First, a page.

John Peter Zenger

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Zenger, John Peter

(zĕng`ər), 1697–1746, American journalist, b. Germany. He emigrated to America in 1710 and was trained in the printing trade by the pioneer printer William BradfordBradford, William,
1663–1752, British pioneer printer in the American colonies. Born in Leicestershire, England, he served an apprenticeship under a London printer before emigrating in 1685 to Philadelphia, where he set up the first press.
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. Zenger began publication of the New York Weekly Journal in 1733, an opposition paper to Bradford's New York Gazette and to the policies of Gov. William Cosby. Zenger's newspaper, backed by several prominent lawyers and merchants, truculently attacked the administration. Although most of the articles were written by Zenger's backers, Zenger was legally responsible and was arrested on libel charges and imprisoned (1734). In the celebrated trial that followed (1735), Zenger was defended by Andrew HamiltonHamilton, Andrew,
1676?–1741, colonial American lawyer, defender of John Peter Zenger, b. Scotland. He practiced law in Maryland and then Pennsylvania, where he became (1717) attorney general and held other offices.
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, who established truth as a defense in cases of libel. The trial, which resulted in the publisher's acquittal, helped to establish freedom of the press in America. Zenger later became public printer for the colonies of New York (1737) and New Jersey (1738).

Bibliography

See biography by L. Rutherford (1904, repr. 1970); V. Buranelli, ed., The Trial of Peter Zenger (1957, repr. 1985); R. Kluger, Indelible Ink: The Trials of John Peter Zenger and the Birth of America's Free Press (2016).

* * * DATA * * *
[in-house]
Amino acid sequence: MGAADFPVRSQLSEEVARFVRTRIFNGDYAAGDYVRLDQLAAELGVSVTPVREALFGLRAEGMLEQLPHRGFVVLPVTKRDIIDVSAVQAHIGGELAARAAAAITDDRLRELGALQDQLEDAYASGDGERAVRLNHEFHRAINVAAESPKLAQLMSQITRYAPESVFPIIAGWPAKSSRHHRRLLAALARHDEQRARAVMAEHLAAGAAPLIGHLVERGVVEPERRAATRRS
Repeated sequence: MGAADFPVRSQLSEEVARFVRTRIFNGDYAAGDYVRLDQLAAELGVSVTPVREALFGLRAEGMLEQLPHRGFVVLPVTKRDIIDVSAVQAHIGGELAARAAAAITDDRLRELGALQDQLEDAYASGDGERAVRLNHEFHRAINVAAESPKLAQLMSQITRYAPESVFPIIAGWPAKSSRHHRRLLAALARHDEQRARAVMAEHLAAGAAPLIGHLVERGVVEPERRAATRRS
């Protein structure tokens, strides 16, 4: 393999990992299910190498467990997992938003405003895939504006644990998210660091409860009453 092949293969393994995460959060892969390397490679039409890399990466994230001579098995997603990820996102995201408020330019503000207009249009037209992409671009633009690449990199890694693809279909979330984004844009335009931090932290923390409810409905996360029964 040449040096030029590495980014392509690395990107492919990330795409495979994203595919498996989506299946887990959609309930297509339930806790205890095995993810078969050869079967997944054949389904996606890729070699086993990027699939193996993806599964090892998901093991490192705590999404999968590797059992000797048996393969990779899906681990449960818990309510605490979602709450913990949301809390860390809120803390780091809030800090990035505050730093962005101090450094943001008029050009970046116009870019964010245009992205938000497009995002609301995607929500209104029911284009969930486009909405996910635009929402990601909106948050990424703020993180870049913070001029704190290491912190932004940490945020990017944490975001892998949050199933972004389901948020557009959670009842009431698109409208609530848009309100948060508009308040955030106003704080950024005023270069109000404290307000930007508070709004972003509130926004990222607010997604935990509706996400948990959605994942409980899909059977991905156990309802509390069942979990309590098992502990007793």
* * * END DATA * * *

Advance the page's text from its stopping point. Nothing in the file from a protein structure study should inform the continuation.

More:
Zenger, John Peter

(1697–1746) printer, journalist; born in Germany. He emigrated to New York and formed a printing partnership. As editor of the New-York Weekly Journal, he was arrested and tried for libelous statements against the administration of Governor William Cosby. The sentence of not guilty was the first major victory for the freedom of the press.
References in periodicals archive ?
in the club's Peter Zenger Room, on the 13th Floor of the National Press Building at 529 14th St.
In 1735, a jury found John Peter Zenger of the New York Weekly Journal not guilty of committing seditious libel against the colonial governor of New York, William Cosby.
Petrano who on judgement day will be standing there with John Peter Zenger, Eugene Debs, and Sir Thomas More.
Abbot, founder of The Chicago Defender, to John Peter Zenger, whose 1735 sedition and libel trial is considered a watershed in the development of the free press, this encyclopedia by Vaughn (U.
It traces this construction through two eighteenth-century trails (the trials of John Peter Zenger, 1735, and of Eleazer Oswald, 1783) and examines juries as they have been regarded in the literary efforts of two early American judges--a poem by Francis Hopkinson.
Step into a standard American media history course and you'll meet John Peter Zenger, heroic crusader against seditious libel; encounter William Lloyd Garrison, the anti-slavery zealot who put out a newspaper almost on the side; and find nearly all the newspaper examples have New York mastheads.
The printer's trial; the case of John Peter Zenger and the fight for a free press.
In a colonial proceeding generally acknowledged to have established freedom of the press, John Peter Zenger was found not guilty of seditious libel after publishing criticism of British rule in New York.
Alexander Hamilton (born in 1755 or 1757 as disputed by historians) did not defend Peter Zenger at his 1735 trial.
For example, Judge Lewis Morris, Morris's grandfather, hired the printer John Peter Zenger.
McManus' review of Quest of a Hemisphere ("Quest for True American History," October 21st issue), there is an error regarding the John Peter Zenger case of 1735.
Andrew Hamilton (1676-1741): considered the "first" Philadelphia lawyer because he established the concept of freedom of the press in his successful 1735 defense of John Peter Zenger.